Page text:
In March, Mitt Romney demanded “President Obama needs to level with the American public about his real agenda.” But on numerous topics, Romney has refused to answer basic questions about his views, leaving voters to guess at where he stands on important issues. Romney’s ambiguity appears to be a calculated strategy to avoid alienating the conservative base or moderate swing voters. If he’s successful in avoiding articulating policy positions, he can market himself as the “generic Republican” alternative to President Obama.
Here are seven major issues on which Romney has refused to take a stand:
1. Romney won’t say whether he would undo Obama’s decision to end deportations of DREAM-eligible immigrants. Romney and his campaign passed up numerous opportunities over the weekend to say whether he agreed with the substance of the Obama administration’s order to stop deporting some young undocumented immigrants and whether a President Romney would rescind the order, saying only, “We’ll look at that — we’ll look at that setting as we– as we reach that.”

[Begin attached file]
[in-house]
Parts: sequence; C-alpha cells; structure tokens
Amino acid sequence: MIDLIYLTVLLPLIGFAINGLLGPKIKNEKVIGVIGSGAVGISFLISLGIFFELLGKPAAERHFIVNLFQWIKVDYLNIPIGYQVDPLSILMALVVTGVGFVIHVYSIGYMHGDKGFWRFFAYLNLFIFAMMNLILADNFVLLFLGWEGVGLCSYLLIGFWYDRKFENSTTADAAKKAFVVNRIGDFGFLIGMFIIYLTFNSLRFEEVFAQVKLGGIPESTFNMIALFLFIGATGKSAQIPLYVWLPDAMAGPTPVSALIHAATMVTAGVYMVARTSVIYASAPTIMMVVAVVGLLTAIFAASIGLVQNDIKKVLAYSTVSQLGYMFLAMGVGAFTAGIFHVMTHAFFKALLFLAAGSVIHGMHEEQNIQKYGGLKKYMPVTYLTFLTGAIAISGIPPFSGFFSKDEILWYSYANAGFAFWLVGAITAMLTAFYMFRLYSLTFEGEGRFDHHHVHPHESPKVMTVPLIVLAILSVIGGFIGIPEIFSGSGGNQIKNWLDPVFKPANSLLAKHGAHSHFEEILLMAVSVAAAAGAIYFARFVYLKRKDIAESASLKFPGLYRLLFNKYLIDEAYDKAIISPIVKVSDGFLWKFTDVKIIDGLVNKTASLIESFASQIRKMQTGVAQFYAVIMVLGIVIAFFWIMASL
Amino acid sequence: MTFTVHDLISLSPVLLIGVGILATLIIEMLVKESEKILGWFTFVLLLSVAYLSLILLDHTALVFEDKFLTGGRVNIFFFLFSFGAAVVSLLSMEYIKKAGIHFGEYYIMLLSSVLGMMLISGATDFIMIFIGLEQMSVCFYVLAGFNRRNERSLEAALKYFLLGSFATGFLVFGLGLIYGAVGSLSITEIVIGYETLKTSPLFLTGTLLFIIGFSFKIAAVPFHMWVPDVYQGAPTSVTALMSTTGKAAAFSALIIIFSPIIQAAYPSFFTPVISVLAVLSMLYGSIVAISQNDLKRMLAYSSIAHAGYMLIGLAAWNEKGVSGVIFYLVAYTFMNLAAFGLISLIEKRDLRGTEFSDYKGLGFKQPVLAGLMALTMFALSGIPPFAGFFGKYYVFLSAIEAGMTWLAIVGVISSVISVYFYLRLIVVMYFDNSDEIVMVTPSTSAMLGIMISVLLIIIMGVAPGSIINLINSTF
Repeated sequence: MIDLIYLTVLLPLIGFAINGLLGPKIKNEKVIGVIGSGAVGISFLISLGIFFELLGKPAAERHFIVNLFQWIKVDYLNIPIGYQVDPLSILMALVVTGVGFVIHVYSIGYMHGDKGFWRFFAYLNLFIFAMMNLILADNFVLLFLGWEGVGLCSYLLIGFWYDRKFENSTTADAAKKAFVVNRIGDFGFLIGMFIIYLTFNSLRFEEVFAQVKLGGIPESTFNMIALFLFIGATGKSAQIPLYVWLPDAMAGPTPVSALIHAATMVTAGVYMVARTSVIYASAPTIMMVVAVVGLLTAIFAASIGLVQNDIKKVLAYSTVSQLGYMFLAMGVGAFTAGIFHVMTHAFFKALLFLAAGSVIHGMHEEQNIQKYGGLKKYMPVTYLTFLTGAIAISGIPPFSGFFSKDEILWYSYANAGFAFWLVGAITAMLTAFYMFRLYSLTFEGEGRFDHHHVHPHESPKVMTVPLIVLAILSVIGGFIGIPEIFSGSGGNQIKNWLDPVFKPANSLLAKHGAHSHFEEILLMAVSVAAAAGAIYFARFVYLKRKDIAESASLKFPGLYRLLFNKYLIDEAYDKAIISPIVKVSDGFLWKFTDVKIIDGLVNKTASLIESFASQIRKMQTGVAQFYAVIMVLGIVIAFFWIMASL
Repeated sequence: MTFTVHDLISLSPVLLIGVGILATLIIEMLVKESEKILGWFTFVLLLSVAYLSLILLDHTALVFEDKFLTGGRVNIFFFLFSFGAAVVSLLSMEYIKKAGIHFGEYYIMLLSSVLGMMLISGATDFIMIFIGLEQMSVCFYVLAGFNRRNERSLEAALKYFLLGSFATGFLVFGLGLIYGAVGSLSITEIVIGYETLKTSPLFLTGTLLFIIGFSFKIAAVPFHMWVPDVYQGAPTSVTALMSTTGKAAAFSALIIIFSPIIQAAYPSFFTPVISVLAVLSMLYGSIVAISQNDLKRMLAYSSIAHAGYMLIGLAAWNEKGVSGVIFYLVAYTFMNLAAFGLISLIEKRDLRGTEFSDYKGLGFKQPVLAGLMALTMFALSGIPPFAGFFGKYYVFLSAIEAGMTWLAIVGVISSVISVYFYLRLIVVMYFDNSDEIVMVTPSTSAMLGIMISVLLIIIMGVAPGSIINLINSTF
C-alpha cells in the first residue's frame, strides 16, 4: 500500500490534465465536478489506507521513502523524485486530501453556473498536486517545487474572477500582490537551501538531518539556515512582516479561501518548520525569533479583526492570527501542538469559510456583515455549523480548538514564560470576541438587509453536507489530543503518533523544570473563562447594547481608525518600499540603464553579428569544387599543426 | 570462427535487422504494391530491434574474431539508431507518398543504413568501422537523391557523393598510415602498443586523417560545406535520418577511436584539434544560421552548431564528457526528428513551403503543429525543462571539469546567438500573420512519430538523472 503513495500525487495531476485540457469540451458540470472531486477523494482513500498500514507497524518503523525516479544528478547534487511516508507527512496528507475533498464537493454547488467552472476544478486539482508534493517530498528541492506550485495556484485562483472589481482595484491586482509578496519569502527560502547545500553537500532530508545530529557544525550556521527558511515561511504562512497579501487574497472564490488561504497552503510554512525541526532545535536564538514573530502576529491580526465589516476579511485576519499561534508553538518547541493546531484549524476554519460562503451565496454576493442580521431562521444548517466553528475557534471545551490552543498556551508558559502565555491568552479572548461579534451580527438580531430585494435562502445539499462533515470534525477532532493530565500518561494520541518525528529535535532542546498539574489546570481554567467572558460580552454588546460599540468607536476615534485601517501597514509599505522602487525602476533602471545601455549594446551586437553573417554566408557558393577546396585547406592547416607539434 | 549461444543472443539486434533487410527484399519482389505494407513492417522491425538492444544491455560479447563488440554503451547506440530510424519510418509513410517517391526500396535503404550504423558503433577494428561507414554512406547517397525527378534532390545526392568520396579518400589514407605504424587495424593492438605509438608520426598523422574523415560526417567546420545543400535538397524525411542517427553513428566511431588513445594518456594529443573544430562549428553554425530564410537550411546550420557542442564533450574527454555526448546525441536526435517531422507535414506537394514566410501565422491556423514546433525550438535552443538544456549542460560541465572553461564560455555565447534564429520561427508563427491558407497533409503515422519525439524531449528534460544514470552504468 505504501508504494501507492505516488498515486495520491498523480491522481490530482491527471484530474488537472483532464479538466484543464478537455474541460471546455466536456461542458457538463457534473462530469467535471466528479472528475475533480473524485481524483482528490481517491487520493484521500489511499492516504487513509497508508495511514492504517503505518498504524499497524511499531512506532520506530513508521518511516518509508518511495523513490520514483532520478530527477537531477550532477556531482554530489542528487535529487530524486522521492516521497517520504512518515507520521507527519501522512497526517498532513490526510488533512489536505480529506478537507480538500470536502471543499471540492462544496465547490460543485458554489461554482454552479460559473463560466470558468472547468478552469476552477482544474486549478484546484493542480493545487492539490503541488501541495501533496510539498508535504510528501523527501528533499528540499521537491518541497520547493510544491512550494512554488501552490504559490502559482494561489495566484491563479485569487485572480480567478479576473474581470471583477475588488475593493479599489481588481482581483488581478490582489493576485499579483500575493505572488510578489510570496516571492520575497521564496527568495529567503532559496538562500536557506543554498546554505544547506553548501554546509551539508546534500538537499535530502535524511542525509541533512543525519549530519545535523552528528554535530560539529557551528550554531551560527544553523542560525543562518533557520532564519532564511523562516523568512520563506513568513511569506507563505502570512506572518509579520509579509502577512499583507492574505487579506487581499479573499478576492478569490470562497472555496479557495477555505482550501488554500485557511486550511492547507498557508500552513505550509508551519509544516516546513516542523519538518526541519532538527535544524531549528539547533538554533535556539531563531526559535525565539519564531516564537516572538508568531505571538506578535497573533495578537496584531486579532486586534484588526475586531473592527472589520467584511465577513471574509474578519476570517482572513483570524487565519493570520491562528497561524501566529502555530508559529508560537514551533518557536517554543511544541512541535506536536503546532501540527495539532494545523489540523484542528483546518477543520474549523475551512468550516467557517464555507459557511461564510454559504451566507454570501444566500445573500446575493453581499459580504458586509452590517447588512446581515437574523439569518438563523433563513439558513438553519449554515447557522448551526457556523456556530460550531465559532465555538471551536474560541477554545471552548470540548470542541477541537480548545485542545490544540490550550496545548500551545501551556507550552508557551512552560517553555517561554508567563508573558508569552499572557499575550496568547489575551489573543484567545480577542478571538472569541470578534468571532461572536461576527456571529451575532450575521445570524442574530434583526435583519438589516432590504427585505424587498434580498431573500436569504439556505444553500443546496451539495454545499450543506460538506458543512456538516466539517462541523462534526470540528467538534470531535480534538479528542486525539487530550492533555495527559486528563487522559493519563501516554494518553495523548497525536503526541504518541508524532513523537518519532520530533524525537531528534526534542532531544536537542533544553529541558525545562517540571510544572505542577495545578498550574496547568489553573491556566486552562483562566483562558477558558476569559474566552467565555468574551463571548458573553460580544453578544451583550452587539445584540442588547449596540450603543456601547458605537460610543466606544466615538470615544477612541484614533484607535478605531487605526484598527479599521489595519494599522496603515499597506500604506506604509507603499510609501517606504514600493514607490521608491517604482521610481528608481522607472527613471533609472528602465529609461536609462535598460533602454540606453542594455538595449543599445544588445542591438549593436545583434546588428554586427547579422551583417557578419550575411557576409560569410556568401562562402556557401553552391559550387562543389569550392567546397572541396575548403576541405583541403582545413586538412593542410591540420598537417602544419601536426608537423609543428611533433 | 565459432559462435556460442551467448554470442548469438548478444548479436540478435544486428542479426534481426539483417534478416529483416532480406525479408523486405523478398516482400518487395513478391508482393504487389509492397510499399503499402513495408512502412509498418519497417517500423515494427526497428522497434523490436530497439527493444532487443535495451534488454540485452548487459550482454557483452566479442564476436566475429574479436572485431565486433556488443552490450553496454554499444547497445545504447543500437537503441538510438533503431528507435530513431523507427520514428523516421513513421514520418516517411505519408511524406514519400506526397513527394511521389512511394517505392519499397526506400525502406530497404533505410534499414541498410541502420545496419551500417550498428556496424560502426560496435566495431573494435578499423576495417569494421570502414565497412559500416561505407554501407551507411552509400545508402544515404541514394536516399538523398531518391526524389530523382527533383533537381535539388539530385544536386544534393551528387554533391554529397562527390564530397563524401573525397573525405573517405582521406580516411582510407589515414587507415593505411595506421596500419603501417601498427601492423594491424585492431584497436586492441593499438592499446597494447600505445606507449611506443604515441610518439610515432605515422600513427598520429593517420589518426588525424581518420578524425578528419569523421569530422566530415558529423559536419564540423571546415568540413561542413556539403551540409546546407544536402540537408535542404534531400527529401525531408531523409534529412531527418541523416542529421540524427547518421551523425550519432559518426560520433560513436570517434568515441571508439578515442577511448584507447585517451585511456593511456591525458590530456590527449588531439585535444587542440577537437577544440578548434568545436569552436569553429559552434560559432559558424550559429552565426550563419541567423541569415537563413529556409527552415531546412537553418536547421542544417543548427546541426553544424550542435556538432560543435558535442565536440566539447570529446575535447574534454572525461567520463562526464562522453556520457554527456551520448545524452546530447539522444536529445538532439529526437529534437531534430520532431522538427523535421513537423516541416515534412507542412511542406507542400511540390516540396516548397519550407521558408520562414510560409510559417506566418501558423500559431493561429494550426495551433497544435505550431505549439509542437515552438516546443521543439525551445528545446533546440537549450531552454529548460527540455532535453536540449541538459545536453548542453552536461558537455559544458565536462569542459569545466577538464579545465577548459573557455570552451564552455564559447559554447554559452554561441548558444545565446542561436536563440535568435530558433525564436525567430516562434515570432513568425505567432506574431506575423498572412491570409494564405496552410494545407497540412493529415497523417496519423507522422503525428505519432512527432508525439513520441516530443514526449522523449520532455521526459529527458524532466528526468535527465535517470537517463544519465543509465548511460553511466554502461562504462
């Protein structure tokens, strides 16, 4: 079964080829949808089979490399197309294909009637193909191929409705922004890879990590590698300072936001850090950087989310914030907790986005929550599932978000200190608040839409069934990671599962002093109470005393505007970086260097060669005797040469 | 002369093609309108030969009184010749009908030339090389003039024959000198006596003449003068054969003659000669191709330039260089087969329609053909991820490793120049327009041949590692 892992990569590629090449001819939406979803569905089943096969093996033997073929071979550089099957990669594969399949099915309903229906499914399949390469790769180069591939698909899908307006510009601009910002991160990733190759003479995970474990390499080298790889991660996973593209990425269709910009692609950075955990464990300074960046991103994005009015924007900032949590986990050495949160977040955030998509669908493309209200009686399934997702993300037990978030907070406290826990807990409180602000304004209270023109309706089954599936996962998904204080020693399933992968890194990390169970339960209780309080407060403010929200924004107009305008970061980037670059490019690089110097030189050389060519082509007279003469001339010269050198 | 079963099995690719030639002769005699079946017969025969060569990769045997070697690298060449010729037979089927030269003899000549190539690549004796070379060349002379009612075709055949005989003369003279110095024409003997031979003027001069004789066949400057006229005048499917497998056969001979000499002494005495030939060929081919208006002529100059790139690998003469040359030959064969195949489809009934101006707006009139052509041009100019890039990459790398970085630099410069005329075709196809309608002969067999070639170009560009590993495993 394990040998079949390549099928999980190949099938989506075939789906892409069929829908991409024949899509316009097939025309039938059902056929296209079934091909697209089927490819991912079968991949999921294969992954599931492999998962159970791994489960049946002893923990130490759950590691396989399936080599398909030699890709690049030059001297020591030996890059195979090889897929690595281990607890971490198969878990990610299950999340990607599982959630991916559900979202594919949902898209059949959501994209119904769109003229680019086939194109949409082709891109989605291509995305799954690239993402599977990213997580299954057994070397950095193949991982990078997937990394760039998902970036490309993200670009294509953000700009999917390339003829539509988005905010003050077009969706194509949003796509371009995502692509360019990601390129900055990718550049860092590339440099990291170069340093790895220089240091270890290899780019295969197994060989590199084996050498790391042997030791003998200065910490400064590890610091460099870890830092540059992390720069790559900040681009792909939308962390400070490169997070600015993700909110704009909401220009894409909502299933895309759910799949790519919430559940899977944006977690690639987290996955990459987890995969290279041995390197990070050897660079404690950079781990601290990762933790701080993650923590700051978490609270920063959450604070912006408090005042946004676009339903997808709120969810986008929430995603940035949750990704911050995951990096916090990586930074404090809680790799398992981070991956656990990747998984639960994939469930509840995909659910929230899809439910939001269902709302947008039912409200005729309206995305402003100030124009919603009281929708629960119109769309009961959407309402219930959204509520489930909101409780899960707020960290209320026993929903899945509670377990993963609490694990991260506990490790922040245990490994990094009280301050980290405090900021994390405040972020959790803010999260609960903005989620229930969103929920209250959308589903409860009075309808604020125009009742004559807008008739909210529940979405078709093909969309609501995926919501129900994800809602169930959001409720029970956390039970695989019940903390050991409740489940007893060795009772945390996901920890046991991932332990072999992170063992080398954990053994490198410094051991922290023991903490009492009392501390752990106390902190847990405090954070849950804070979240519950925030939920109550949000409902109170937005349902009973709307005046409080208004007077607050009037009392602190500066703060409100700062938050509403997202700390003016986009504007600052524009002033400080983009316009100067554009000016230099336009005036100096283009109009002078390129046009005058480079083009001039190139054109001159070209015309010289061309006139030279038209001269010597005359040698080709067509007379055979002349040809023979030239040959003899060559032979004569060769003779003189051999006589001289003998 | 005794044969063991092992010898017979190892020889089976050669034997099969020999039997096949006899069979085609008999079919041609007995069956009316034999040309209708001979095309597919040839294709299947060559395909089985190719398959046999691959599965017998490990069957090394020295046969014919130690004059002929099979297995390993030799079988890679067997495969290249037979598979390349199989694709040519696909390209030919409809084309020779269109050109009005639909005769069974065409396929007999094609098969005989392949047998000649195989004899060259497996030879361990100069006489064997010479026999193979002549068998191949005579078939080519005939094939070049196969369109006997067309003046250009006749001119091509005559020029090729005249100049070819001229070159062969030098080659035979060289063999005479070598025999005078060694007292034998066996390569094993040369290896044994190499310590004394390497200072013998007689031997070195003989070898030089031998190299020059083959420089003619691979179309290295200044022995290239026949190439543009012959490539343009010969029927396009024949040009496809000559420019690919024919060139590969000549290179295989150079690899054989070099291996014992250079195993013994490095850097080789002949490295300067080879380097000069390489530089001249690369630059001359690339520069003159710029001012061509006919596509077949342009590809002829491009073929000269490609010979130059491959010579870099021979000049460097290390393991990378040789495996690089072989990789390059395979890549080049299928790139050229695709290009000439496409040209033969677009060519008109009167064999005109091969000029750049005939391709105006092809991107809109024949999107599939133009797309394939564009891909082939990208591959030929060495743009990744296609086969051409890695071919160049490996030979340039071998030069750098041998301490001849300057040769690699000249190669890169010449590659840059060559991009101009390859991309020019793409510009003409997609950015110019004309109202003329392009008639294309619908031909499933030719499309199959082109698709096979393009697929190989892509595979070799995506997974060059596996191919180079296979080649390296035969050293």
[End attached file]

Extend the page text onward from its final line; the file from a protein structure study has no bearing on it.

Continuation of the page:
2. Romney won’t say whether he’d support the Paycheck Fairness Act. Romney repeatedly dodged questions about whether he’d support the Paycheck Fairness Act, a bill to crack down on wage discrimination and close the wage gap between men and women. His campaign didn’t respond to five requests by the conservative Washington Times seeking his stance on the bill.
3. Romney won’t specify which tax loopholes he’d close. Asked yesterday which tax deductions he would eliminate to offset his massive proposed tax-cuts for the rich, Romney refused to offer any specifics on a plan that he has admitted is so vague it cannot even be scored, saying only, “We’ll go through that process with Congress.”
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